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3.9 Parallel Compilation Time

Now that we have a generic topological sort and DFS, we are ready to solve the problem of finding how long the compilation will take on a parallel computer. First, we perform a topological sort, storing the results in the topo_order vector. We pass the reverse iterator of the vector into topo_sort() so that we end up with the topological order (and not the reverse topological order).

std::vector<vertex t> topo_order(num_vertices(g)); 
topo sort(g, topo order.rbegin(), color map); 

Before calculating the compile times we need to set up the distance map (which we are using to store the compile time totals). For vertices that have no incoming edges (we call these source vertices), we initialize their distance to zero because compilation of these makefile targets can start right away. All other vertices are given a distance of infinity. We find the source vertices by marking all vertices that have incoming edges.

Graph_traits<file_dep_graph2>::vertex_iterator i, I_end; 
Graph_traits<file_dep_graph2>::adjacency iterator_vi, vi_end; 

// find source vertices with zero in-degree by marking all vertices 
with incoming edges 
for (tie(i, I_end) = vertices(g); i != I_end; ++i) 
    color_map[*i] = white_color; 
for (tie(i, I_end) = vertices(g); i != I_end; ++i) 
    for (tie(vi, vi_end) = adjacent_vertices(*i, g); vi != vi_end; ++vi)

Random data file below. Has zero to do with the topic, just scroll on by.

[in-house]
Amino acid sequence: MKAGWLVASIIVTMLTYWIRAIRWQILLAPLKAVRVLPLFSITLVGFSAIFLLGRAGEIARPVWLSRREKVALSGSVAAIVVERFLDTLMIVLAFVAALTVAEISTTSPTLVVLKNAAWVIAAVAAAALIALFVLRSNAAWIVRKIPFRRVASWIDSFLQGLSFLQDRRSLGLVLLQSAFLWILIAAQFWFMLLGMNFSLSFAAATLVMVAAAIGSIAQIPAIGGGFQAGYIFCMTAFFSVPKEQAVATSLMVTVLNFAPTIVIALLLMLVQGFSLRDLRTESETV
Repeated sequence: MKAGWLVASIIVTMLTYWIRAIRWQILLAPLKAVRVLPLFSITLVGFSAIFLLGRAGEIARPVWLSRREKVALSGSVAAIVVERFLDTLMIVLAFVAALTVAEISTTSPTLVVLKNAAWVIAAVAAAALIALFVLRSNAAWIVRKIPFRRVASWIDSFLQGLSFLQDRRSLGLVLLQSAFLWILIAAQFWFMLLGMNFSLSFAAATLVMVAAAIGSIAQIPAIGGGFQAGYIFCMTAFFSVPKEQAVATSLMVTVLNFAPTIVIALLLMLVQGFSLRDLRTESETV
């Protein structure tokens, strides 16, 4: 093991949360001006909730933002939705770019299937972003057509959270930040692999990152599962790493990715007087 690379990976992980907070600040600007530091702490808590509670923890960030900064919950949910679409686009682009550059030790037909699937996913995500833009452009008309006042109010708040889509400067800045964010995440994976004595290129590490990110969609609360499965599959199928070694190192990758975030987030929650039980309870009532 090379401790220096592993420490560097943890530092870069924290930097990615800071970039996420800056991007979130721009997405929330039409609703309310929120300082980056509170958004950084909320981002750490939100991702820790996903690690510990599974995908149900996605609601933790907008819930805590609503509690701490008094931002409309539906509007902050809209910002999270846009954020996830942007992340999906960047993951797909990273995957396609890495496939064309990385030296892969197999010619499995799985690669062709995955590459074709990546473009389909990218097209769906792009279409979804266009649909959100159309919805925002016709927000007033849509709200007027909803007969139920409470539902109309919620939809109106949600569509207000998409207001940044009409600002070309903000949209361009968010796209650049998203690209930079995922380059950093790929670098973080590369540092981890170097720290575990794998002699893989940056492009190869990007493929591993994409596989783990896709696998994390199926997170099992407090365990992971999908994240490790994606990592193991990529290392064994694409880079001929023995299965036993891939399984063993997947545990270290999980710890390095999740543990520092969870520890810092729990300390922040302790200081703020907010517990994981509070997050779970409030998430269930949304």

color_map[*vi] = black_color; 

// initialize distances to zero, or for source vertices to the 
compile cost 
for (tie(i, I_end) = vertices(g); i != I_end; ++i) 
    if (color_map[*i] == white_color) 
        distance_map[*i] = compile_cost_map[*i]; 
        distance_map[*i] = 0; 

Now we are ready to compute the distances. We go through all of the vertices stored in topo order, and for each one we update the distance (total compile time) for each adjacent vertex. What we are doing here is somewhat different than what was described earlier. Before, we talked about each vertex looking "up" the graph to compute its distance. Here, we have reformulated the computation so that instead we are pushing distances "down" the graph. The reason for this change is that looking "up" the graph requires access to in-edges, which our graph type does not provide.

std::vector<vertex_t>::iterator ui; 
for (ui = topo_order.begin(); ui != topo_order.end(); ++ui) {
    vertex_t u = *ui; 
    for (tie(vi, vi_end) = adjacent_vertices(u, g); vi != vi_end; ++vi)
        if (distance_map[*vi] < distance_map[u] + compile_cost_map[*vi])
            distance_map[*vi] = distance_map[u] + compile_cost_map[*vi];

The maximum distance value from among all the vertices tells us the total parallel compile time. Again we use graph_property_iter_range to create property iterators over vertex distances. The std::max element() function does the work of locating the maximum.

vertex_distance_t>::iterator ci, ci_end;
tie(ci, ci_end) = get_property_iter_range(g, vertex_distance); 
std::cout << "total (parallel) compile time: " 
             << *std::max element(ci, ci end) << std::endl;

The output is

total (parallel) compile time: 11.9 

Figure 3.4 shows two numbers for each makefile target: the compile cost for the target and the time at which the target will finish compiling during a parallel compile.

Figure 3.4 For each vertex there are two numbers: compile cost and accumulated compile time. The critical path consists of black lines.

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